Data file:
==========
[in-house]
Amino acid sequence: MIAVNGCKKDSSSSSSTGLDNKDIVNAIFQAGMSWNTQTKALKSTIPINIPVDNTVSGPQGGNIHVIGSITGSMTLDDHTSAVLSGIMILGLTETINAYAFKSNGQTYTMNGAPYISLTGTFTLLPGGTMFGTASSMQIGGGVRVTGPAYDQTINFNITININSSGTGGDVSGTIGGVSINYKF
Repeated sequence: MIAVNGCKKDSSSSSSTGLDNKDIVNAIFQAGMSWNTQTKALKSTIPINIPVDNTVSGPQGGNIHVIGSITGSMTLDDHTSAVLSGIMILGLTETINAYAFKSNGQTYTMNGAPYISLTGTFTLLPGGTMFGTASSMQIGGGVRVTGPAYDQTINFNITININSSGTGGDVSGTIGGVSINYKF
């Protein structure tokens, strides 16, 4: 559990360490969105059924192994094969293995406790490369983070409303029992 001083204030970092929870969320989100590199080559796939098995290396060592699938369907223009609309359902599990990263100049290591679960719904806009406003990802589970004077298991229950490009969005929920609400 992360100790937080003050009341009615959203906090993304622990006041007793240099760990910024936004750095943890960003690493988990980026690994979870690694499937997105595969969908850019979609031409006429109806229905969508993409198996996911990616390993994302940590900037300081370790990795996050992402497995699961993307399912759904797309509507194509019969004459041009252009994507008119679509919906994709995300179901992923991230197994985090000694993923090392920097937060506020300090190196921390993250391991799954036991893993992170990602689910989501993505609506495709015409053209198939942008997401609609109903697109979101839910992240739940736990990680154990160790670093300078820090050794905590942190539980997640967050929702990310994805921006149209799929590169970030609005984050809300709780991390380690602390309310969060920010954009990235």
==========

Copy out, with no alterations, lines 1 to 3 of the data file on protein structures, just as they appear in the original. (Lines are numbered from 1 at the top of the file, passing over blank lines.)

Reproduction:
[in-house]
Amino acid sequence: MIAVNGCKKDSSSSSSTGLDNKDIVNAIFQAGMSWNTQTKALKSTIPINIPVDNTVSGPQGGNIHVIGSITGSMTLDDHTSAVLSGIMILGLTETINAYAFKSNGQTYTMNGAPYISLTGTFTLLPGGTMFGTASSMQIGGGVRVTGPAYDQTINFNITININSSGTGGDVSGTIGGVSINYKF
Repeated sequence: MIAVNGCKKDSSSSSSTGLDNKDIVNAIFQAGMSWNTQTKALKSTIPINIPVDNTVSGPQGGNIHVIGSITGSMTLDDHTSAVLSGIMILGLTETINAYAFKSNGQTYTMNGAPYISLTGTFTLLPGGTMFGTASSMQIGGGVRVTGPAYDQTINFNITININSSGTGGDVSGTIGGVSINYKF